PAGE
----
WhatsApp shuts down original desktop app

Popular online chat platform WhatsApp has shut down its first standalone desktop app, meaning users now have to use the recently-launched native apps or a browser to use WhatsApp on a computer.

The now-shuttered platform-agnostic WhatsApp Desktop app was first launched in May 2016.

Using the Electron framework, the developers could carry over the WhatsApp Web codebase and ensure compatibility with Windows and MacOS.

Electron is built on open-source Chromium and the cross-platform JavaScript environment Node JS, allowing developers to use web technologies for dedicated apps.

WhatsApp started notifying users about the Electron app’s impending shutdown about four weeks ago when it added a countdown timer to the app’s main screen.

Opening the Electron-based app will now present users with an “App expired” message and offer a link to their applicable native app, as shown below.

In the weeks leading up to the shuttering of the Electron app, WhatsApp also prompted users to download an update promising a slew of improvements.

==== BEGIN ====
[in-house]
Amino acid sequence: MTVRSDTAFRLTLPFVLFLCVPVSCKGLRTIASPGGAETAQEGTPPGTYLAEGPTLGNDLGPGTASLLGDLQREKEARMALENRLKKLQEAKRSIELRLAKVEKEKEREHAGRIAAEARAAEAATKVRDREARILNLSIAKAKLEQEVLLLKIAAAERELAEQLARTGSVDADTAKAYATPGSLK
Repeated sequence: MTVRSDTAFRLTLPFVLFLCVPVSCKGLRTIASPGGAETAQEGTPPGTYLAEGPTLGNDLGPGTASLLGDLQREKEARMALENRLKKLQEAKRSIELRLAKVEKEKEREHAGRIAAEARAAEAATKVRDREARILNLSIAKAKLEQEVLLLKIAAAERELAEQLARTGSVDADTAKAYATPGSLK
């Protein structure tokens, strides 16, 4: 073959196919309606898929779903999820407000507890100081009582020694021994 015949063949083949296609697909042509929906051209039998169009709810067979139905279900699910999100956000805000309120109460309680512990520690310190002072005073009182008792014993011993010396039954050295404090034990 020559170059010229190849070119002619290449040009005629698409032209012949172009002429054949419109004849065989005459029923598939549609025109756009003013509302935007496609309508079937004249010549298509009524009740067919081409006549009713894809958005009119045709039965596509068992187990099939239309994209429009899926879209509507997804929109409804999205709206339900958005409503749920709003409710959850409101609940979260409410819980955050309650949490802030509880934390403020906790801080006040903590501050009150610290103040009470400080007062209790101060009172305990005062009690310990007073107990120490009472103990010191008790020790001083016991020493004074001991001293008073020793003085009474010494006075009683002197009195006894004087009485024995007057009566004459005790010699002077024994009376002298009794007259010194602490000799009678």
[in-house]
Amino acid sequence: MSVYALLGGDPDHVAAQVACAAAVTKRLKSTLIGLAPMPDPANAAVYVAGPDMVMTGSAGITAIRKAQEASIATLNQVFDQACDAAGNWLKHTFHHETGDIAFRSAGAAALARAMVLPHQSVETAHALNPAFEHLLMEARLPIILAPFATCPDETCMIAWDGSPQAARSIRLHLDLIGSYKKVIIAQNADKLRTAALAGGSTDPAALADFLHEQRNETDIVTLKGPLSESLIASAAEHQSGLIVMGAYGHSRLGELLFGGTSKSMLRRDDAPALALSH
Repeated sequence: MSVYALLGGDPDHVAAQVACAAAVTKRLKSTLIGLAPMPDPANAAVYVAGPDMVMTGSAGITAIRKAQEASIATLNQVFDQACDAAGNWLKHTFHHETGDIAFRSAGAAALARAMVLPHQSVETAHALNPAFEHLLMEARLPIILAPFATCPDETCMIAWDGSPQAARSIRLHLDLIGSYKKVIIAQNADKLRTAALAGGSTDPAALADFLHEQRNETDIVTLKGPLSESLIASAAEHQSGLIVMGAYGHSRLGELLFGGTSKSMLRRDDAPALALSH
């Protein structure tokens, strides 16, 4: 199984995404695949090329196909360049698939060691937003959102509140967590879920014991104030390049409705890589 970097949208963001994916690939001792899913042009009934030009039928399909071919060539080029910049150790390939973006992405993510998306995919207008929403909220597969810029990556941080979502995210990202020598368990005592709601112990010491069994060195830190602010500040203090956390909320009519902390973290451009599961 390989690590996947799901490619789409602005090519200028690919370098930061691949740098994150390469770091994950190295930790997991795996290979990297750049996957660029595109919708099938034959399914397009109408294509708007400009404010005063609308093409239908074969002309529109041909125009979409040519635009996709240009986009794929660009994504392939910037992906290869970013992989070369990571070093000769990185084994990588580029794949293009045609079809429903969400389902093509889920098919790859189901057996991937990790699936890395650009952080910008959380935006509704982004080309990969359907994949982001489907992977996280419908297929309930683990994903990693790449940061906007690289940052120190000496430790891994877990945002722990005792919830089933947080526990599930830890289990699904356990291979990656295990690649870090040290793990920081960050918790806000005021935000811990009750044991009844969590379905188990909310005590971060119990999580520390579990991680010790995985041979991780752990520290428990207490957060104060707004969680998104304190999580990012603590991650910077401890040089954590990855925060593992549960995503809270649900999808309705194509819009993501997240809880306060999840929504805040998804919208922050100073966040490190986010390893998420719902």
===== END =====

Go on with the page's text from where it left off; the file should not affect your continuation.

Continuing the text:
Clicking the update link actually led to the native Windows or MacOS app being installed on the user’s system.

WhatsApp first released a native app for Windows in August 2022, while the MacOS version followed in January 2023.

The native apps come with several advantages over the Electron-based version.

These include better performance and resource efficiency, and the ability to get notifications and messages when the user’s phone is offline.

Security researchers at the Black Hat cybersecurity conference also found severe vulnerabilities in the Electron framework.

In addition to the now-discontinued WhatsApp app, Electron is used in over 750 desktop apps — including Discord, Slack, Spotify, and YouTube Music.

Microsoft Teams also recently switched away from using Electron.

While the apps affected by the vulnerabilities have since received patches that fixed their respective problems, one of the researchers — Aaditya Purani — recommended that users opt for the browser-based apps anyway.

“Regular users should know that the Electron apps are not the same as their day-to-day browsers,” said Purani.

“If you are more paranoid, I recommend using the website itself because then you have the protection which Chromium has, which is much larger than Electron.”


Now read: These cheap Android phones could be stealing South African WhatsApp accounts

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WhatsApp shuts down original desktop app